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productivitymashup.com

Productivity hacks weekly in bite-size chunks. Just up your alley if you're at least slightly geeky or a tad bit obsessed with Evernote or WorkFlowy!

Capturing fleeting ideas

Frank Degenaar

Going, going... gone

Is this a picture of what happens to your brainwave ideas? Does the fragile membrane of their existence disintegrate, barely allowing you the chance to entertain them, let alone capture them, before they are no more?

My quest to find out why bubbles pop - and if there was anything we could do to prolong their stay with us - was an enlightening and ephemeral journey. A Google search instantly bubbled bubbles.org to the top.

Among the reasons why bubbles burst: evaporation of their water content and dryness in general (in all its shapes and forms) are the main culprits. In the image below, which I delicately lifted from bubbles.org, you can see with your very own eyes that even a nail does not pop a bubble when puncturing it - if one such nail is wet. 

Catch a falling star and put it in your pocket...

As it turns out, there are a couple of things we can do to keep these transient visitors with us at least a tad longer... and then grab them for posterity (or better still, collect them for real actionable projects). Wait... are we talking about bubbles or ideas here? There are actually best practices for making bubbles, in case you didn't know, which include: the right timing and atmospheric conditions, plus the right tools. A couple of pointers from the same site, which will help to offset evaporation and dryness:

  • "Try making bubbles right after the sun sets.

  • Play with bubbles after a rainstorm. When the air is full of moisture, bubbles will seemingly last forever.

  • Keep you bubble tools really wet with bubble solution."

The when and where of getting into the zone or finding your creative flow are beyond the scope of this brief post. What I would like to put out are a couple of tools that get the job done for me: at the very least, capturing your ideas with a minimum of fuss and expanding on those ideas at the time of inspiration, if possible. You see, the right tool can be like a bubble gun... or a well-developed bubble-blowing technique that yields the most bubbles per blow. A proliferation of associated ideas and the ability to grab them is a great combination.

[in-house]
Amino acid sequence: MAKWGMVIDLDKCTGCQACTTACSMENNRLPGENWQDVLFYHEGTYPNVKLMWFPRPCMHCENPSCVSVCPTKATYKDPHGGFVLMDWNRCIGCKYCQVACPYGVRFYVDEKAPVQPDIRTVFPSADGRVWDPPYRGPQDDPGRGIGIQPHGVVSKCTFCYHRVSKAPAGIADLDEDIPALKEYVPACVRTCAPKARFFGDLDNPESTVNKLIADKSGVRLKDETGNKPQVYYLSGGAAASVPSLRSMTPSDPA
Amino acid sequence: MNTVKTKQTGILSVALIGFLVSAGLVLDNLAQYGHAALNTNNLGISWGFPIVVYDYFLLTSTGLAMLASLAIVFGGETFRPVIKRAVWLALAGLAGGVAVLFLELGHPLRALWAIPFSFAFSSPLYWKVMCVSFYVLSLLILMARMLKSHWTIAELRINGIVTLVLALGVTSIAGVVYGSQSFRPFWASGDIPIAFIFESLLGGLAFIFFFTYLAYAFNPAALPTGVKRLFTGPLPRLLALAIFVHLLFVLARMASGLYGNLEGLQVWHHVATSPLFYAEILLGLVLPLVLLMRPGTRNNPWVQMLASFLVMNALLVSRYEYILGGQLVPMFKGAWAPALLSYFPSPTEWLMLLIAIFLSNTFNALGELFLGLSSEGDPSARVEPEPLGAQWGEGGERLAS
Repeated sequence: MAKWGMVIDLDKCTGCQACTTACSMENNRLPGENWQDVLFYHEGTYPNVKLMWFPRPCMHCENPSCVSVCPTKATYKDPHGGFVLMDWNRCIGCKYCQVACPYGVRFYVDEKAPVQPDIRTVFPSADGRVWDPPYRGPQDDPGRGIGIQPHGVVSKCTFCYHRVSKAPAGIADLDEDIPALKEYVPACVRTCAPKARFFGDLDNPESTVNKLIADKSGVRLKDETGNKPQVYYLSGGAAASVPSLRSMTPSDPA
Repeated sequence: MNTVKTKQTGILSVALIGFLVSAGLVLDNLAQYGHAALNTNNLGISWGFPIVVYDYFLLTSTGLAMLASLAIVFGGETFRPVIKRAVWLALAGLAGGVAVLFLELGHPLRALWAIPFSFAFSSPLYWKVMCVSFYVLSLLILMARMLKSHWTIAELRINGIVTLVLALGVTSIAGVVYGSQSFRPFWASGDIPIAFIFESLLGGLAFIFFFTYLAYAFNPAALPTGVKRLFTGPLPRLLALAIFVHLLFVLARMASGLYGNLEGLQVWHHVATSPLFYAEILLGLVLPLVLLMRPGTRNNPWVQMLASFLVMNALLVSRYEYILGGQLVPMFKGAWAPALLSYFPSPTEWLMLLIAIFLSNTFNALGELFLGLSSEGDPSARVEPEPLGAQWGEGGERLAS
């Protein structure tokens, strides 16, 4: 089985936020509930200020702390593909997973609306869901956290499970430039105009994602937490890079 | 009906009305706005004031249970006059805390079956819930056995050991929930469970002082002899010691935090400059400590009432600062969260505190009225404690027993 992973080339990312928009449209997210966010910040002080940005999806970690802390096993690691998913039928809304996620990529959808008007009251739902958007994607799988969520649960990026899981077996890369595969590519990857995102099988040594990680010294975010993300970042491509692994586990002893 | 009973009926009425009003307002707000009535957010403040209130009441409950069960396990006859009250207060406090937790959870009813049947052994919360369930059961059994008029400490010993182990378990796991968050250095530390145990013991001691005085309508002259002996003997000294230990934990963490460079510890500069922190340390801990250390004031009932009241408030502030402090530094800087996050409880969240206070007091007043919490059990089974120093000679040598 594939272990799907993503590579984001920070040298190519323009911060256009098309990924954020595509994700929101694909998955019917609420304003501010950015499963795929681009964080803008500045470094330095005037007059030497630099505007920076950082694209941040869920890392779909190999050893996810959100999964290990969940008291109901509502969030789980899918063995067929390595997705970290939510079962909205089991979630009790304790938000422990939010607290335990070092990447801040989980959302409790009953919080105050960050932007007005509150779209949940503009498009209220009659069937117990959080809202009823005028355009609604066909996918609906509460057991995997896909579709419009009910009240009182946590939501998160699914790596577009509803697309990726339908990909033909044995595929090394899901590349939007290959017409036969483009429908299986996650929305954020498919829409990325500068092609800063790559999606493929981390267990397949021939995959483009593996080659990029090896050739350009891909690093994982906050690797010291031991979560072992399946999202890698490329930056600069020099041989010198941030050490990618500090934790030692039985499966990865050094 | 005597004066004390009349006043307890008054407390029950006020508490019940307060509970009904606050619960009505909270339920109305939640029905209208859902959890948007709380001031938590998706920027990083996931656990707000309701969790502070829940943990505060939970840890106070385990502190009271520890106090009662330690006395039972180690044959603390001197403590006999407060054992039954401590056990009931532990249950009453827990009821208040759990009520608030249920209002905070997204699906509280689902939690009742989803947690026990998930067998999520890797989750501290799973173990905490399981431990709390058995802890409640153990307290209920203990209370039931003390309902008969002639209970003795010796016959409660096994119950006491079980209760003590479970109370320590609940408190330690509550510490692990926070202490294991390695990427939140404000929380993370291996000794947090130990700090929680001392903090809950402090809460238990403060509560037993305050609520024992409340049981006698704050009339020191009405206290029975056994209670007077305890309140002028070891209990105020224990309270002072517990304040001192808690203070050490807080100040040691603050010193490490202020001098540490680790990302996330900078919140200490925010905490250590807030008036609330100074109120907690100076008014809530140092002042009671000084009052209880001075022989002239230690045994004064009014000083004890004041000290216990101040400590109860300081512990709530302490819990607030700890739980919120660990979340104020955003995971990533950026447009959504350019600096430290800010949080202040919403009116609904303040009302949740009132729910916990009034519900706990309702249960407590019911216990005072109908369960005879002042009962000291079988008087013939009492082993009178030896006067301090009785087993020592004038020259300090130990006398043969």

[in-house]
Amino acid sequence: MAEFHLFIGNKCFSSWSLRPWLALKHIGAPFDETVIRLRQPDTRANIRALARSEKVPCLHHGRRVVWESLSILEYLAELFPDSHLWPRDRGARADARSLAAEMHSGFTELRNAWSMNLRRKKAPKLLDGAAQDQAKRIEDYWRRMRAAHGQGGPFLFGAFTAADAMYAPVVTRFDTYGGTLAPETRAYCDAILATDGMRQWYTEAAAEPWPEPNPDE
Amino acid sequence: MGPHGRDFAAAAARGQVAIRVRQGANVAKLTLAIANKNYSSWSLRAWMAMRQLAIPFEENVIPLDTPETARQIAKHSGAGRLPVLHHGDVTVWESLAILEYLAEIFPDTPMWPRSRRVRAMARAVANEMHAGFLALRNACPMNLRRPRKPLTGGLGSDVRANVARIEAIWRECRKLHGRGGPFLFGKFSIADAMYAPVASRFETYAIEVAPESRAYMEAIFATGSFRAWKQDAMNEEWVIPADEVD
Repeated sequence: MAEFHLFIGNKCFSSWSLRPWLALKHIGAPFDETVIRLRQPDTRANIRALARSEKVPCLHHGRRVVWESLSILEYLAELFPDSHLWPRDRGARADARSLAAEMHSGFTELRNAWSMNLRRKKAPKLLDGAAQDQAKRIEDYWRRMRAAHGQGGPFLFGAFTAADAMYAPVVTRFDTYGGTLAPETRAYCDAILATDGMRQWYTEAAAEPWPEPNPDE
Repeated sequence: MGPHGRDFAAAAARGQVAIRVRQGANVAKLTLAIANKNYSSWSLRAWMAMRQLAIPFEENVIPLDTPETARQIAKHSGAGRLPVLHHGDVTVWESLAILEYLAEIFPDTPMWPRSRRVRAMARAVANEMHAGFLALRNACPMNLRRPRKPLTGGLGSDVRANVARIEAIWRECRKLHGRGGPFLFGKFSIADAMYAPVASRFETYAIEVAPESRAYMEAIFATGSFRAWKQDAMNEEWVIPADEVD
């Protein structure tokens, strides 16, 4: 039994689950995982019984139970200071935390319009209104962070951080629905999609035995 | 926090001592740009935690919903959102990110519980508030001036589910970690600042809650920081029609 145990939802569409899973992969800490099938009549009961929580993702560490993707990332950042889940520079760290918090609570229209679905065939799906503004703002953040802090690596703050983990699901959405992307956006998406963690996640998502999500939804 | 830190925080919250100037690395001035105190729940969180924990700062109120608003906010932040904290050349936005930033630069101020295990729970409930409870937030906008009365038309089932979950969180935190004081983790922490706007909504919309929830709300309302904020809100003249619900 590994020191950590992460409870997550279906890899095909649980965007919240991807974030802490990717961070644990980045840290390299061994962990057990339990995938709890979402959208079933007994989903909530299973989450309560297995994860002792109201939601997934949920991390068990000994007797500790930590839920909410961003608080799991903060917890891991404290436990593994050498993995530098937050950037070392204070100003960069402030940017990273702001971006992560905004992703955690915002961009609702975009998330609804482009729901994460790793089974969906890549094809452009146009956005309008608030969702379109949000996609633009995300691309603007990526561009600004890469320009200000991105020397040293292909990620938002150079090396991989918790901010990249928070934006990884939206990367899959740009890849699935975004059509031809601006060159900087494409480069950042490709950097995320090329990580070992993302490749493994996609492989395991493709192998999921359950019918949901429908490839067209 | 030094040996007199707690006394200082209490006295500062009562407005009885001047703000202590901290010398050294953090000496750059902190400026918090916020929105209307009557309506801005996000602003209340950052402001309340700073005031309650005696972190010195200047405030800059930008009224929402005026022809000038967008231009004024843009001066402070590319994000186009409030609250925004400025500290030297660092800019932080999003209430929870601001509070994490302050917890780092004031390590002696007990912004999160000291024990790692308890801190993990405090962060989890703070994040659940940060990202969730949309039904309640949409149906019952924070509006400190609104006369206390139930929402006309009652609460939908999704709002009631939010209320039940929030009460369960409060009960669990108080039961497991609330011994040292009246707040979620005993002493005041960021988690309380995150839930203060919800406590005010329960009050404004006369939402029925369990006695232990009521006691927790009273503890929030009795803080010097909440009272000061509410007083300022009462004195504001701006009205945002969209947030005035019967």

Grabbing actual real, live bubbles and archiving them is beyond the scope of bubble blowing, unless we're talking about taking a snapshot. By recording your ideas while they are in play and still up for grabs, you're basically taking a snapshot of your brainchildren (I know... the plural sounds funny)... and then just by getting the idea(s) out of your mind and into a decent capture system, the proliferation is unavoidable. 

An app for all seasons

Now, if I were famous or some sort of productivity guru (or both), you'd probably take the following list - of tried and tested tools I use to capture my ideas - more seriously... So in my defense, and in the spirit of full disclosure, I'm going to have to tell you that I am a kick-butt harmonica player (for what it's worth). Anyways, here goes:

  • WorkFlowy
    • Outliner supreme, giving you one sublime "zoomable" document
  • Gingko 
    • My writing app of choice, Gingko is the only tree-based word processor. 
  • SnapEntry (iOS)
    • Lightning-speed entry to Evernote with the ability to preset notebook destination and/or tags
  • Penultimate
    • Evernote's iOS app which I use for freehand writing and the drawing of simple mind maps

You'll find much about WorkFlowy, Evernote and Gingko within the pages of this blog... and much more to come. The thing that all of these apps have in common, is the ability to quickly capture and spread your ideas out. In spreading your ideas out, particularly WorkFlowy and Gingko do a bang up job of helping to reorder, reshuffle and then hone in on ideas as you drill down further... and then equally as important, pinpoint your ideas when you need them - whether it's to finally harvest your ideas for the chapters of a book or to remember the ingredients that worked out rather nicely the last time you made pancakes. 

Without decent capture tools, there are going to be a lot of forgotten bubbles... and unsung ideas. Find a good fit, whatever it is, and grab those ideas. If you have any words of wisdom, please capture them below in the comments.